Awesome TED talk about how fictional languages are developed for TV shows and movies

TED Blog

There are seven different words in Dothraki for striking another person with a sword. Among them: “hlizifikh,” a wild but powerful strike; “hrakkarikh,”a quick and accurate strike; and “gezrikh,” a fake-out or decoy strike. But you won’t find these words in George R. R. Martin’s epic series A Song of Ice and Fire, which is where Dothraki originated as the language of the eponymous horse-riding warriors; rather these and more than 3,000 other words were developed by David Peterson, the world’s authority on Dothraki.

At TED2013, Peterson gave this fascinating TED University talk on the process of creating Dothraki for the TV series Game of Thrones. Based on Martin’s books, the HBO series premieres its third season on Sunday.

Peterson, who has a masters in linguistics from UC San Diego, was teaching English composition at Fullerton College when he heard that HBO was hiring someone to develop Dothraki for Game of…

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This blog is the result of a number of emotions, principally curiosity and frustration.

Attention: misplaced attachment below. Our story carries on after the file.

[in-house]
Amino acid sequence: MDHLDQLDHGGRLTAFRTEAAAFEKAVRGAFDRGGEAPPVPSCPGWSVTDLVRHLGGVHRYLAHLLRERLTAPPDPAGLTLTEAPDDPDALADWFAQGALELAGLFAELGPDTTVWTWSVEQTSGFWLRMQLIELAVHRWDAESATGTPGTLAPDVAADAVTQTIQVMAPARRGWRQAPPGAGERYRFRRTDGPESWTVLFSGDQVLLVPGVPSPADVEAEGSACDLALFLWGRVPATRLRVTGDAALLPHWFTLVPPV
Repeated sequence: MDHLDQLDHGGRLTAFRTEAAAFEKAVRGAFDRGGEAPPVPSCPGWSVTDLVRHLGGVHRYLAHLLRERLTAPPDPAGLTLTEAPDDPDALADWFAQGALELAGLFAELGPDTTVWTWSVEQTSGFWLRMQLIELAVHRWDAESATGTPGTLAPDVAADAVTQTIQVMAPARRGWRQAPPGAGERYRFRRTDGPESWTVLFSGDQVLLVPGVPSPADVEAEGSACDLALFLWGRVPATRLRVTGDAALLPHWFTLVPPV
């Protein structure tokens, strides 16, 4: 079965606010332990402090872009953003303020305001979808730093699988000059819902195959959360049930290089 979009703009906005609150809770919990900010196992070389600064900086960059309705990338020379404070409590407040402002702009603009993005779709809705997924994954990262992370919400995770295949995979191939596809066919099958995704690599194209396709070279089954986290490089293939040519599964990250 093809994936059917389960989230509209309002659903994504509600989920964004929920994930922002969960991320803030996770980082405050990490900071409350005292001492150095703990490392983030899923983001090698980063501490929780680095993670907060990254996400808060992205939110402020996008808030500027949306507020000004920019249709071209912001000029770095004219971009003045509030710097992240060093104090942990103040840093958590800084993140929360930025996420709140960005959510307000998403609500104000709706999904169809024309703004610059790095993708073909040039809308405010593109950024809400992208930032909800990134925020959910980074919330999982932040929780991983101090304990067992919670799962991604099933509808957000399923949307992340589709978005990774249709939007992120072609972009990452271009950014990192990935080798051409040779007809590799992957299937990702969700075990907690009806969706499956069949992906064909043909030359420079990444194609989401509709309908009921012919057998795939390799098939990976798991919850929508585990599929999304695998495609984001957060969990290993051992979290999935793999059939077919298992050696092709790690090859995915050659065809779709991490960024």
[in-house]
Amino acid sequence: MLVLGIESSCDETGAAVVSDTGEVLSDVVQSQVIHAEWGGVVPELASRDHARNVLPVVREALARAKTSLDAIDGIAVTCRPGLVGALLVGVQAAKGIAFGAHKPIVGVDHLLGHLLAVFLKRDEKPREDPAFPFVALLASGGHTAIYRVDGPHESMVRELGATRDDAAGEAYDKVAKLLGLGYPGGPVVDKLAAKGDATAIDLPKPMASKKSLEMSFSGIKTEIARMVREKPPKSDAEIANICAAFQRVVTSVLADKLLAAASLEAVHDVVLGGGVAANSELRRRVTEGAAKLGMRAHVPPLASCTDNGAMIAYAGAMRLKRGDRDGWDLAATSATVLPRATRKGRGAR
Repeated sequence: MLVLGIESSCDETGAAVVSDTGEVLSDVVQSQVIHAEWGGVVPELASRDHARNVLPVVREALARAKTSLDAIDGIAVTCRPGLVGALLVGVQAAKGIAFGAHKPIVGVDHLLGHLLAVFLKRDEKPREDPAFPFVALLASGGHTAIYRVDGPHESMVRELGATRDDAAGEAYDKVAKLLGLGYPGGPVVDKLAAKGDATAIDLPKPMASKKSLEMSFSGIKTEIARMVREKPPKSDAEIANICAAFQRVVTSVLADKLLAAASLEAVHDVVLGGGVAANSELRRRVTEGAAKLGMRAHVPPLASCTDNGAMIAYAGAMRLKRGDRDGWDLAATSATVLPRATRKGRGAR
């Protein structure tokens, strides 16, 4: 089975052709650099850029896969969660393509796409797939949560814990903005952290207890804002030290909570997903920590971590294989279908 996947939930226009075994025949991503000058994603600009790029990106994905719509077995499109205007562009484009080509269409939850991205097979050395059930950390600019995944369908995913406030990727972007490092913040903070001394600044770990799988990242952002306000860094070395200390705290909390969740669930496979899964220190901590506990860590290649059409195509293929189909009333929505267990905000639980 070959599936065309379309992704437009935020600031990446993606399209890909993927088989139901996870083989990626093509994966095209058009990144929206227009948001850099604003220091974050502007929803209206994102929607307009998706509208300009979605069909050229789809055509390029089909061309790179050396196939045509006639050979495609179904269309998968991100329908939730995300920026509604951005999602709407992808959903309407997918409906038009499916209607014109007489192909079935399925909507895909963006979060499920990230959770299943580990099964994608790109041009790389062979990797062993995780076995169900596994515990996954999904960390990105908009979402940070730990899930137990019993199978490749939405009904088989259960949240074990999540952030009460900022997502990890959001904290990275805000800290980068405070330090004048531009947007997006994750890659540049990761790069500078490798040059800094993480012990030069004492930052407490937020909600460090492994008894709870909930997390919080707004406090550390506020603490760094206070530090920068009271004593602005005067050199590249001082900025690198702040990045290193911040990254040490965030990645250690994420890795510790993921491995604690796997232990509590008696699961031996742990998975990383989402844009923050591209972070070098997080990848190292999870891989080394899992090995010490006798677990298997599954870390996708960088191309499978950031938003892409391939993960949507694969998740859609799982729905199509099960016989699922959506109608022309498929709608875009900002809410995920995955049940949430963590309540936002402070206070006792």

The most obvious is curiosity. I love to learn. I am fascinated by pretty much every subject there is under the sun and I want to learn everything I can about pretty much everything. I think that learning is both one of the most entertaining and one of the most important activities that someone can engage in and I want to share my fascination of the world around us with all of you!

The second emotion is frustration. When I was an undergrad in college, my attitude towards learning was not as focused as it is now and I didn’t quite live up to my full potential academically. Now that my curiosity has blossomed, I deeply desire to return to school to earn a graduate degree and eventually teach college history. Unfortunately, my low undergraduate GPA is making that road much, much harder than it could have been. This blog is basically a way for me to stretch my “curiosity muscle” and satisfy my intellectual itch while I work my way down the path to graduate school.

This blog will not be dedicated to a single subject but will instead feature a wide range of topics, including history, science, art, math and pretty much anything else that seems fascinating. I will also do my best to make each post interesting and easily digestible.

I’m anxious to get started researching the first topic so I am going to sign off for now and leave you with a picture of the Acropolis of Athens!